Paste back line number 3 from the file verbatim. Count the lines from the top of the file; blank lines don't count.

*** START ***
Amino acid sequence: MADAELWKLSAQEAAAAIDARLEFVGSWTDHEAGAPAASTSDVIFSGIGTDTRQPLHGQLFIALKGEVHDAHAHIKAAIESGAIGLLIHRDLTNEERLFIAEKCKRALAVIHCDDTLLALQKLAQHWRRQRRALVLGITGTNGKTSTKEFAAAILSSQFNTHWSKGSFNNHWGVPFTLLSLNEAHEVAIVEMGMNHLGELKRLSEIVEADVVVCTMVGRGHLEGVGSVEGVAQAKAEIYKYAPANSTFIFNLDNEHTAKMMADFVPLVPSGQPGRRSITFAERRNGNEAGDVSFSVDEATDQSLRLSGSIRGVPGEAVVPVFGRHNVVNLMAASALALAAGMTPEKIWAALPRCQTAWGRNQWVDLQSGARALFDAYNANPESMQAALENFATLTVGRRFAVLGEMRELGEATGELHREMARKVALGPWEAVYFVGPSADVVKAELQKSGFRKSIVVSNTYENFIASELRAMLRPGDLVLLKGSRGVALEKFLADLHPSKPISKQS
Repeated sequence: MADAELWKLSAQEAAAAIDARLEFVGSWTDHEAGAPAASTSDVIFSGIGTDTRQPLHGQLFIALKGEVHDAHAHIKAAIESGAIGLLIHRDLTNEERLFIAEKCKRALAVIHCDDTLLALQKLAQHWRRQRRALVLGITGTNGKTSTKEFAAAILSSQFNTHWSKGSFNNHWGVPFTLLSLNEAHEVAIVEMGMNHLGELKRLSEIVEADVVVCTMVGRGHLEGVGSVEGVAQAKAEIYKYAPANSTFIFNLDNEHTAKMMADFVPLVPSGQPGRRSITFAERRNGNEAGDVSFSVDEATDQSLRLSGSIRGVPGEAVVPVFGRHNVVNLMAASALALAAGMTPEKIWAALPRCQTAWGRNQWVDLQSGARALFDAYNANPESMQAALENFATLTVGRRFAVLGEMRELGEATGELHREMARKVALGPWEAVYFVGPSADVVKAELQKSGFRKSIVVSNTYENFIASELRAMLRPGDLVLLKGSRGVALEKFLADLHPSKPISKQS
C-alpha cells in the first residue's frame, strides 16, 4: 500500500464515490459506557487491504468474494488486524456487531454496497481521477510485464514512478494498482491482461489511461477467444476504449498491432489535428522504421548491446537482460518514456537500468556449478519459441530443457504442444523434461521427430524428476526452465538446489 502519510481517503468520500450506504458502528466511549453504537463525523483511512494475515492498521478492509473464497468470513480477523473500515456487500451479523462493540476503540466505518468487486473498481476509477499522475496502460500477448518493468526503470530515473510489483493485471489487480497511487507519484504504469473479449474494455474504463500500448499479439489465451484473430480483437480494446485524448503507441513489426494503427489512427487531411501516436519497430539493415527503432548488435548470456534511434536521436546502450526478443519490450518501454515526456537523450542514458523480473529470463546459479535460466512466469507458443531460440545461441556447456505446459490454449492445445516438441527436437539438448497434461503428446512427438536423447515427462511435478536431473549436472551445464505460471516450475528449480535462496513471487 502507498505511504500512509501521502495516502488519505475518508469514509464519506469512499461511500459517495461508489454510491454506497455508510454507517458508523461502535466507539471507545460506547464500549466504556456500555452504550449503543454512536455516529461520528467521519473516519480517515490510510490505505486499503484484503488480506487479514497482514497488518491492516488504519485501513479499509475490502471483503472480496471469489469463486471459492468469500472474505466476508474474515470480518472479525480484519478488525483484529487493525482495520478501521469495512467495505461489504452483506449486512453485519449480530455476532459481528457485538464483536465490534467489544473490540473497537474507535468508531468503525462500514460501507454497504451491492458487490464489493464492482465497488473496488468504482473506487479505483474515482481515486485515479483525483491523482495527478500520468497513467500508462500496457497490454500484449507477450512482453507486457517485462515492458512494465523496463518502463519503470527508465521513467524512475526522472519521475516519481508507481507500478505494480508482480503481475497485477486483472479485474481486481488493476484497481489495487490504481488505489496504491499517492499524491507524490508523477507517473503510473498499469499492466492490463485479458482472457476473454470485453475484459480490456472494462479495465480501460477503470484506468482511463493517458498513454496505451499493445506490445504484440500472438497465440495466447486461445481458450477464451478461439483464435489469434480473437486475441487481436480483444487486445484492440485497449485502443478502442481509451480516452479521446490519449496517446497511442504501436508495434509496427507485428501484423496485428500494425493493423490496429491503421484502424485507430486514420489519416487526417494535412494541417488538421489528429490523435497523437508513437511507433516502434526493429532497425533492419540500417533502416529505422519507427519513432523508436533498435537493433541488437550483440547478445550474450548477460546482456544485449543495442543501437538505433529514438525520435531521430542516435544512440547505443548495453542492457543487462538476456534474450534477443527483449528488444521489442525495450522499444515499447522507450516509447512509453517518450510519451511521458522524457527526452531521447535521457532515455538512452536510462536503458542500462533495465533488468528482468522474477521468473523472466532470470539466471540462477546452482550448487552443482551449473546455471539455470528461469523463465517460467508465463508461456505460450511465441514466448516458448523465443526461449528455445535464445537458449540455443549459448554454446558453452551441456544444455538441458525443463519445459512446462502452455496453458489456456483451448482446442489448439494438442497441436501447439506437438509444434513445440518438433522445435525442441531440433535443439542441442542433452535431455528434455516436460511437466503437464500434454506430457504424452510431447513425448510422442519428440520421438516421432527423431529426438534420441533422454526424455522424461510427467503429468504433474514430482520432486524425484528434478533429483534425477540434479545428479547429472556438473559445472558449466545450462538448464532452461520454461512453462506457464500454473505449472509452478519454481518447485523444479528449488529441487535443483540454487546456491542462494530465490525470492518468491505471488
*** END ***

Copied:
C-alpha cells in the first residue's frame, strides 16, 4: 500500500464515490459506557487491504468474494488486524456487531454496497481521477510485464514512478494498482491482461489511461477467444476504449498491432489535428522504421548491446537482460518514456537500468556449478519459441530443457504442444523434461521427430524428476526452465538446489 502519510481517503468520500450506504458502528466511549453504537463525523483511512494475515492498521478492509473464497468470513480477523473500515456487500451479523462493540476503540466505518468487486473498481476509477499522475496502460500477448518493468526503470530515473510489483493485471489487480497511487507519484504504469473479449474494455474504463500500448499479439489465451484473430480483437480494446485524448503507441513489426494503427489512427487531411501516436519497430539493415527503432548488435548470456534511434536521436546502450526478443519490450518501454515526456537523450542514458523480473529470463546459479535460466512466469507458443531460440545461441556447456505446459490454449492445445516438441527436437539438448497434461503428446512427438536423447515427462511435478536431473549436472551445464505460471516450475528449480535462496513471487 502507498505511504500512509501521502495516502488519505475518508469514509464519506469512499461511500459517495461508489454510491454506497455508510454507517458508523461502535466507539471507545460506547464500549466504556456500555452504550449503543454512536455516529461520528467521519473516519480517515490510510490505505486499503484484503488480506487479514497482514497488518491492516488504519485501513479499509475490502471483503472480496471469489469463486471459492468469500472474505466476508474474515470480518472479525480484519478488525483484529487493525482495520478501521469495512467495505461489504452483506449486512453485519449480530455476532459481528457485538464483536465490534467489544473490540473497537474507535468508531468503525462500514460501507454497504451491492458487490464489493464492482465497488473496488468504482473506487479505483474515482481515486485515479483525483491523482495527478500520468497513467500508462500496457497490454500484449507477450512482453507486457517485462515492458512494465523496463518502463519503470527508465521513467524512475526522472519521475516519481508507481507500478505494480508482480503481475497485477486483472479485474481486481488493476484497481489495487490504481488505489496504491499517492499524491507524490508523477507517473503510473498499469499492466492490463485479458482472457476473454470485453475484459480490456472494462479495465480501460477503470484506468482511463493517458498513454496505451499493445506490445504484440500472438497465440495466447486461445481458450477464451478461439483464435489469434480473437486475441487481436480483444487486445484492440485497449485502443478502442481509451480516452479521446490519449496517446497511442504501436508495434509496427507485428501484423496485428500494425493493423490496429491503421484502424485507430486514420489519416487526417494535412494541417488538421489528429490523435497523437508513437511507433516502434526493429532497425533492419540500417533502416529505422519507427519513432523508436533498435537493433541488437550483440547478445550474450548477460546482456544485449543495442543501437538505433529514438525520435531521430542516435544512440547505443548495453542492457543487462538476456534474450534477443527483449528488444521489442525495450522499444515499447522507450516509447512509453517518450510519451511521458522524457527526452531521447535521457532515455538512452536510462536503458542500462533495465533488468528482468522474477521468473523472466532470470539466471540462477546452482550448487552443482551449473546455471539455470528461469523463465517460467508465463508461456505460450511465441514466448516458448523465443526461449528455445535464445537458449540455443549459448554454446558453452551441456544444455538441458525443463519445459512446462502452455496453458489456456483451448482446442489448439494438442497441436501447439506437438509444434513445440518438433522445435525442441531440433535443439542441442542433452535431455528434455516436460511437466503437464500434454506430457504424452510431447513425448510422442519428440520421438516421432527423431529426438534420441533422454526424455522424461510427467503429468504433474514430482520432486524425484528434478533429483534425477540434479545428479547429472556438473559445472558449466545450462538448464532452461520454461512453462506457464500454473505449472509452478519454481518447485523444479528449488529441487535443483540454487546456491542462494530465490525470492518468491505471488